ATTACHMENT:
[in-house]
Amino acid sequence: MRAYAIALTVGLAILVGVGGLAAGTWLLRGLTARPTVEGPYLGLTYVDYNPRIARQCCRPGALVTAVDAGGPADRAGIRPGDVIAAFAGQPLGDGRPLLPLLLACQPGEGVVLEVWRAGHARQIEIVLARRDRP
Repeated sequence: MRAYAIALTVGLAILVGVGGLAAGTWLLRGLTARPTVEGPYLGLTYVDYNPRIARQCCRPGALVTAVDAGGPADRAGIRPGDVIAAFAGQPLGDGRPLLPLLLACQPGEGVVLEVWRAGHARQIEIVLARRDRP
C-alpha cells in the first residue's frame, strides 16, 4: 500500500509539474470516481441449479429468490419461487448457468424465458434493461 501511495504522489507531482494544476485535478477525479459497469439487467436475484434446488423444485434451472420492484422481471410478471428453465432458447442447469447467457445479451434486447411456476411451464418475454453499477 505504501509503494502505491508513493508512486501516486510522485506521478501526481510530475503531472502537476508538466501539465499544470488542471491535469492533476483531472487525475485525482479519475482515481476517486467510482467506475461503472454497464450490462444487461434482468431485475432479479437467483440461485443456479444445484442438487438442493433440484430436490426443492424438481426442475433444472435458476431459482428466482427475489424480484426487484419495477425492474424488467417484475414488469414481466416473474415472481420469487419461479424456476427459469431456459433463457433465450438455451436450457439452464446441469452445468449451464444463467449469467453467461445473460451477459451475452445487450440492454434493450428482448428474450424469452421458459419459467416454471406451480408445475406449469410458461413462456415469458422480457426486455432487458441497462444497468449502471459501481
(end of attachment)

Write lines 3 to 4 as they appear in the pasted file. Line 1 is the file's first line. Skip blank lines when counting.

Repeated sequence: MRAYAIALTVGLAILVGVGGLAAGTWLLRGLTARPTVEGPYLGLTYVDYNPRIARQCCRPGALVTAVDAGGPADRAGIRPGDVIAAFAGQPLGDGRPLLPLLLACQPGEGVVLEVWRAGHARQIEIVLARRDRP
C-alpha cells in the first residue's frame, strides 16, 4: 500500500509539474470516481441449479429468490419461487448457468424465458434493461 501511495504522489507531482494544476485535478477525479459497469439487467436475484434446488423444485434451472420492484422481471410478471428453465432458447442447469447467457445479451434486447411456476411451464418475454453499477 505504501509503494502505491508513493508512486501516486510522485506521478501526481510530475503531472502537476508538466501539465499544470488542471491535469492533476483531472487525475485525482479519475482515481476517486467510482467506475461503472454497464450490462444487461434482468431485475432479479437467483440461485443456479444445484442438487438442493433440484430436490426443492424438481426442475433444472435458476431459482428466482427475489424480484426487484419495477425492474424488467417484475414488469414481466416473474415472481420469487419461479424456476427459469431456459433463457433465450438455451436450457439452464446441469452445468449451464444463467449469467453467461445473460451477459451475452445487450440492454434493450428482448428474450424469452421458459419459467416454471406451480408445475406449469410458461413462456415469458422480457426486455432487458441497462444497468449502471459501481